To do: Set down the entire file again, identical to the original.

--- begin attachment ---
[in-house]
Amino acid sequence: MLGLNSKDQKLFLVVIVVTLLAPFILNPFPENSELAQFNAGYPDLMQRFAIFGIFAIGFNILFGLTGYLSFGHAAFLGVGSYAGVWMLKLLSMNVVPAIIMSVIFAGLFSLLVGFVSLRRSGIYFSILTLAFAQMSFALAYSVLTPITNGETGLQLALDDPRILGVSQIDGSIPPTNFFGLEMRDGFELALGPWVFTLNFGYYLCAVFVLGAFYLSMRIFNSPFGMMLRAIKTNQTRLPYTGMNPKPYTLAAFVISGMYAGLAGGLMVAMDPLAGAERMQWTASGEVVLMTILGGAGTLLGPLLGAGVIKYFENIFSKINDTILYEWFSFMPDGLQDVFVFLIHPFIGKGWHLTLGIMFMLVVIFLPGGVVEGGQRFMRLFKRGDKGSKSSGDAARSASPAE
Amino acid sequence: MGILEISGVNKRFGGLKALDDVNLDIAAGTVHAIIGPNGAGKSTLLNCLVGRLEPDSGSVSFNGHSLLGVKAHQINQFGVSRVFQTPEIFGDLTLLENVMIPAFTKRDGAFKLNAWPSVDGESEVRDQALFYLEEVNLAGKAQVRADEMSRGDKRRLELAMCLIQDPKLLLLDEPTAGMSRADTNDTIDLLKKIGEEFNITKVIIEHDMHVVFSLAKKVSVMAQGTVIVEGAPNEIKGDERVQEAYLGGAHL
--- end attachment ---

[in-house]
Amino acid sequence: MLGLNSKDQKLFLVVIVVTLLAPFILNPFPENSELAQFNAGYPDLMQRFAIFGIFAIGFNILFGLTGYLSFGHAAFLGVGSYAGVWMLKLLSMNVVPAIIMSVIFAGLFSLLVGFVSLRRSGIYFSILTLAFAQMSFALAYSVLTPITNGETGLQLALDDPRILGVSQIDGSIPPTNFFGLEMRDGFELALGPWVFTLNFGYYLCAVFVLGAFYLSMRIFNSPFGMMLRAIKTNQTRLPYTGMNPKPYTLAAFVISGMYAGLAGGLMVAMDPLAGAERMQWTASGEVVLMTILGGAGTLLGPLLGAGVIKYFENIFSKINDTILYEWFSFMPDGLQDVFVFLIHPFIGKGWHLTLGIMFMLVVIFLPGGVVEGGQRFMRLFKRGDKGSKSSGDAARSASPAE
Amino acid sequence: MGILEISGVNKRFGGLKALDDVNLDIAAGTVHAIIGPNGAGKSTLLNCLVGRLEPDSGSVSFNGHSLLGVKAHQINQFGVSRVFQTPEIFGDLTLLENVMIPAFTKRDGAFKLNAWPSVDGESEVRDQALFYLEEVNLAGKAQVRADEMSRGDKRRLELAMCLIQDPKLLLLDEPTAGMSRADTNDTIDLLKKIGEEFNITKVIIEHDMHVVFSLAKKVSVMAQGTVIVEGAPNEIKGDERVQEAYLGGAHL